"I don't wonder that you were both frightened," said the Lieutenant, with a smile; "but now that your skill as a turkey-caller is established, I wouldn't go out on a hunting expedition alone again if I were you."

"Indeed I won't, sir. I'd rather never see another turkey than risk being stared at by such a pair of eyes as that panther carries round with him."



WHILE they were returning through the grassy glade, the Lieutenant, who was a few steps in advance, suddenly stopped and sprang back. The boys barely caught a glimpse of a fiat, wicked looking head, from which a forked tongue was viciously thrusting, and heard a sound like the whir-r-r-r of an immense locust, when Lieutenant Carey fired, and the head disappeared in the tall grass.

"It was a snake, wasn't it ?" asked Worth.

"Worse than that," replied the Lieutenant. " It was a diamondback rattler, the most venomous snake known to this country, and with another step I should have been on him. I'd rather face your panther unarmed than to have stepped on that fellow."

"What would you have done if you bad met it without a gun in your hand?" asked Sumner, curiously.

"Hun," answered the Lieutenant, laconically, as he grasped the lifeless body of the snake by the tail, with a view to dragging it into camp.

"B But if he had caught and bitten you?"

"He wouldn't have caught me, because, in the first place, he would have been content to be let alone, and wouldn't have chased me. In the second place, the rattlesnake is such a sluggish reptile that I could run faster than he, and could easily have kept out of his way."

"Well, then, what would you do if you were bitten?"

"If it were on an arm or a leg, I should tie my handkerchief above the wound, and twist it with a bit of stick as tightly as possible, so as to impede the circulation. Then I should enlarge the wound with my knife, and, if I could reach it with my mouth, I should suck it for five minutes, frequently spitting out the blood. After that I should get to camp as quickly; as possible, put a freshly-chewed tobacco plaster on the wound every ten minutes for the next hour, and at the same time drink a tumblerful of whiskey or other alcoholic liquor. If I could do all that, and the fangs had not struck an artery, I should feel reasonably sure of recovery."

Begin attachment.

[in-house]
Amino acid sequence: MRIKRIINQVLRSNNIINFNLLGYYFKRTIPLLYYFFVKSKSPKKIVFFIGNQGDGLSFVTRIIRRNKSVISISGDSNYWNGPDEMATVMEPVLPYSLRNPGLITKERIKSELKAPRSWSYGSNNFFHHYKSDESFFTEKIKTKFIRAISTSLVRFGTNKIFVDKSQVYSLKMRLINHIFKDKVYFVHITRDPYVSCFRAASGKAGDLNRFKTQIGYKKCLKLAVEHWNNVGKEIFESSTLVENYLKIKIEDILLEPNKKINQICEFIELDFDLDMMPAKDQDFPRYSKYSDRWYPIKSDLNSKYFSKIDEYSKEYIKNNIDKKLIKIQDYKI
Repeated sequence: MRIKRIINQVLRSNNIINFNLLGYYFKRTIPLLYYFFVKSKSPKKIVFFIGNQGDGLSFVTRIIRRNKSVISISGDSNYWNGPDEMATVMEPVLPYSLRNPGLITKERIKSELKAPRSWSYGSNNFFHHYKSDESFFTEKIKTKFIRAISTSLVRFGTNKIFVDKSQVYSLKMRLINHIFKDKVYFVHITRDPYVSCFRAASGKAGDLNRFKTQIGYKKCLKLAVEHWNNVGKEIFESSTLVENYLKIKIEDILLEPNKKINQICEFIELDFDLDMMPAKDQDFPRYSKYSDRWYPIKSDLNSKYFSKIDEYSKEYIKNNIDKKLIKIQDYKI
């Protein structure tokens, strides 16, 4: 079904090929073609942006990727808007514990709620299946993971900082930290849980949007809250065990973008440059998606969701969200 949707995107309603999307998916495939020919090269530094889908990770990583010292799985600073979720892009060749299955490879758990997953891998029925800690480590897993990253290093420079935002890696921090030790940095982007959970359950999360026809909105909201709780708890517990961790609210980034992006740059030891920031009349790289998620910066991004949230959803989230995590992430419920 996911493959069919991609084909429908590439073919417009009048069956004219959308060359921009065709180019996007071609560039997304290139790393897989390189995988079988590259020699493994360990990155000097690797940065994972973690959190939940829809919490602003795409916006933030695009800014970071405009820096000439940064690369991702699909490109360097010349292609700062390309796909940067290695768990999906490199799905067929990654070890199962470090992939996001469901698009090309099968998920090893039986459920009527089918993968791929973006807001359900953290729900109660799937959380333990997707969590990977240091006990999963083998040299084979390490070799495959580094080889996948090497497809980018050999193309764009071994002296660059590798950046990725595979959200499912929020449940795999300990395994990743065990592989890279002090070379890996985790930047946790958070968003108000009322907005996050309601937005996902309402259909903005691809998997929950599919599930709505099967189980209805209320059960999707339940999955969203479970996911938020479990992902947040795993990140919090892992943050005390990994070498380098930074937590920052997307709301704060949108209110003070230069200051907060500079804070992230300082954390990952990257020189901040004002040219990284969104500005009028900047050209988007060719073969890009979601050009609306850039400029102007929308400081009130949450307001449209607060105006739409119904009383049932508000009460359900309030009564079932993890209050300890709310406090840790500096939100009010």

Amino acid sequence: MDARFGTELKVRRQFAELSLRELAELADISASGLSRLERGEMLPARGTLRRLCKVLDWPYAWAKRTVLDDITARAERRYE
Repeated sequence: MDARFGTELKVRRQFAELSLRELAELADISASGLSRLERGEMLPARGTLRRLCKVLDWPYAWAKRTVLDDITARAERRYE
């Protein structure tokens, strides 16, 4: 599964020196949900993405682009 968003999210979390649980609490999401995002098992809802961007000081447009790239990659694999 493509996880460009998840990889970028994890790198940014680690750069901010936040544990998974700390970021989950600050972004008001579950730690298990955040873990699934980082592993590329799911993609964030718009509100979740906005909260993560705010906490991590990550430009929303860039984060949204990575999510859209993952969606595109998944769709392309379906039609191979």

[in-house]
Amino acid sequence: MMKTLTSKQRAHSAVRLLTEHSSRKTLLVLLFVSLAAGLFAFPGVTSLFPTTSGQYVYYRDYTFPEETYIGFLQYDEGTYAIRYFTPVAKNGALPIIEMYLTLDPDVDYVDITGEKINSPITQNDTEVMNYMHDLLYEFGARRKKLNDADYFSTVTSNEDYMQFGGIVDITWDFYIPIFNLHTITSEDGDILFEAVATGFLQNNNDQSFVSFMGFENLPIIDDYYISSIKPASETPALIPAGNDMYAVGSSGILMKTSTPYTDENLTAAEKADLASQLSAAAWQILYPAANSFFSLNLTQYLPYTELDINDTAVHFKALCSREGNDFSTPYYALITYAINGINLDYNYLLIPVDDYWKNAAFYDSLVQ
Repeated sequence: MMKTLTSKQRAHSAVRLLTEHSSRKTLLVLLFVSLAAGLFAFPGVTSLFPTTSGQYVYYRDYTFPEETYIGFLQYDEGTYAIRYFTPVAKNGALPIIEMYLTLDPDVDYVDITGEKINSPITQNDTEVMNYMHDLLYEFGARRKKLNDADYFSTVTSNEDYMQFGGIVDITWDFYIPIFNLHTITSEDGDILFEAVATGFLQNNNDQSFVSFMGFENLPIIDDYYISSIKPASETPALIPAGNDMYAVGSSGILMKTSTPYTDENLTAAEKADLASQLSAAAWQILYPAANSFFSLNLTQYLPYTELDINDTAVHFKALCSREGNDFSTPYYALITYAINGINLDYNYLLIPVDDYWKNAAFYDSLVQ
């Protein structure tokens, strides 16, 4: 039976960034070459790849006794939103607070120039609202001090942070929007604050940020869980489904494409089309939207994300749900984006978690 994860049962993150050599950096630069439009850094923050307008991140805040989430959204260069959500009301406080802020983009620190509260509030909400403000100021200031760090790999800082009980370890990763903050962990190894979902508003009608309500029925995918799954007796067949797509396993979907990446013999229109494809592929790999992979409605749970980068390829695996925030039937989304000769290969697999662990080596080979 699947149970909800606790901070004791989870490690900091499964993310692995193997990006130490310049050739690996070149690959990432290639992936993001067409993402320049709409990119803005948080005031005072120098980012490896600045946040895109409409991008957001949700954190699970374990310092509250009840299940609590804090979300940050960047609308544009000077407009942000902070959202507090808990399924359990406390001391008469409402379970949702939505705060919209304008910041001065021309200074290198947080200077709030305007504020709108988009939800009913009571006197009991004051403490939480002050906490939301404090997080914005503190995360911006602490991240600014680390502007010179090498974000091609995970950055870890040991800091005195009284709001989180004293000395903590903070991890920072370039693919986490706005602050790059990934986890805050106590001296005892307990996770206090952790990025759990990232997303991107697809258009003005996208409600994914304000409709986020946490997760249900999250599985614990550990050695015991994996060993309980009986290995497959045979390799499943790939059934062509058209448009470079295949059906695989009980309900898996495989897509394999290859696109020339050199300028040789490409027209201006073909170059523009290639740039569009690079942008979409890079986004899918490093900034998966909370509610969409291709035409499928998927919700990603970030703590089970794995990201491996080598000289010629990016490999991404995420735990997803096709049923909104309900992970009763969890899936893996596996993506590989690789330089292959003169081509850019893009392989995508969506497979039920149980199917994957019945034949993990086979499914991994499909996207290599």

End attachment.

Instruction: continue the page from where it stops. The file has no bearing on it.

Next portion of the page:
" Suppose they had struck an artery, what would you do?"

"Reconcile myself to death as quickly as possible, for I should probably be dead inside of three minutes," was the grim reply.

Worth shuddered as he gazed at the scaly body that, marked with black and yellow diamonds, trailed for more than five feet behind the Lieutenant, and remarked that the sooner they got away from the haunts of panthers and rattlesnakes, and back among the good-natured alligators, the better he should like it.

"I shouldn't think Indians would care to live in such a rattlesnaky country," he added.

"They don't mind them," laughed the Lieutenant. "Their keen eyesight generally enables them to discover a snake as soon as he sees them. Then, too, they have an infallible antidote for snake bite, the secret of which they refuse to divulge to white men."

"How many rattles has this fellow?" asked Sumner.

"Only seven," answered Lieutenant Carey, counting them.

"Then he was a young fellow. I thought from his size that he must be pretty old, and would have twelve or thirteen rattles and a button at least."

"The number of rattles does not indicate a snake's age," said the Lieutenant, smiling. "They get broken off, as do long fingernails. I have seen very large snakes with fewer rattles than others that were smaller and evidently younger.

While they were eating lunch Quorum skinned the snake, rubbed the beautiful skin thoroughly with fine salt, and rolled it into a compact bundle, in which condition it would keep for a long time.

After lunch and the hour's rest that followed it the little fleet was again got under way, and proceeded up the swift river. About the middle of the afternoon they entered the broad belt of cypress timber that borders the Everglades on the west. Here the serried ranks of tall trees, stretching away as far as the eye could reach, held out their long moss-draped arms until they met overhead, and formed a dim archway for the passage of the rushing current. The water flowed with strange gurglings against the gray trunks, and the whole scene was one of such weird solitude, that on entering it the explorers shivered as with a chill. Through the semi-twilight fluffy night herons flitted like gray shadows, and the harsh scream of an occasional waterfowl, startled by the dip of paddles, echoed through the gloomy forest like a cry of human distress.